The way the benchwork is constructed is quite simple. It’s “open grid” construction, which means it is essentially a box made up of 1/2″ plywood strips about 3″ wide that I ripped on my table saw. On the west side of the layout, Boaz and I built the box (except for the front panel) and attached it to the wall by screwing through the rear strip it directly into the studs. This would have been much easier to do if we had twelve hands.
We then attached the front and we made a bit of a mess of it. We used 2×2 cleats and screwed into them from the front of the layout. Many of the countersunk screws didn’t countersink (the 2×2 is a lot softer than the plywood). So it looks a bit of a mess, but Boaz doesn’t care. You live and learn.
Much improved benchwork on the east end
For the east end, built a few months later, I started to put the little grey brain cells to work and went rummaging through Home Depot for some metal angles. This time we just installed the rear panel of the benchwork and then attached everything else in situ – no need for twelve hands! Because the angles are installed from behind with 1/2″ screws, there are no screws visible on the outside of the layout. Now the east end of Boaz’s layout looks a little less like a “bodge.”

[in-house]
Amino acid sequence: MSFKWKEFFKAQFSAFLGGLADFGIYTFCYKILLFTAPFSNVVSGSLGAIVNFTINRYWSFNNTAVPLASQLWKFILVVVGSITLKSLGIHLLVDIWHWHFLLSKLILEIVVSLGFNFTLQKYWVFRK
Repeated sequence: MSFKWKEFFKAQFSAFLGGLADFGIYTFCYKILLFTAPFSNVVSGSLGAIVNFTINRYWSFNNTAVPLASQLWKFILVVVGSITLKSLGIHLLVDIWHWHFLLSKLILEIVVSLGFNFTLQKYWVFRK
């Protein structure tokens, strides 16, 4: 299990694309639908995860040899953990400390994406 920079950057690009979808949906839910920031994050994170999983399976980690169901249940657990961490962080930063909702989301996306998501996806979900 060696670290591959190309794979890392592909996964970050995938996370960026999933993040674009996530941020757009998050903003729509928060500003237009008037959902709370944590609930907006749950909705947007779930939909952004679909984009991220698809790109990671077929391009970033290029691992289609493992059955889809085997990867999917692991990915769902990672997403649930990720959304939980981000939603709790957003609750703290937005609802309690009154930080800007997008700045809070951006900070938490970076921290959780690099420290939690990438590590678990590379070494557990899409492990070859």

The top of the layout is more of that 1/2″ plywood, and I reenforced the shelves with three heavy-duty shelf brackets per side. It’s not going anywhere. This entire model railroad was built from two sheets of 1/2″ plywood with plenty left over for other projects.
Boaz’s CN Turbo pulls out of the east end station.
For another few months, the layout sat as two separate shelves on either side of Boaz’s room, and I started to worry that I would be one of those dads that starts a million projects and never finishes any of them. This past Victoria Day weekend gave us the chance to finish up.
Dalya jumps on Boaz’s bed while the Turbo crosses in front.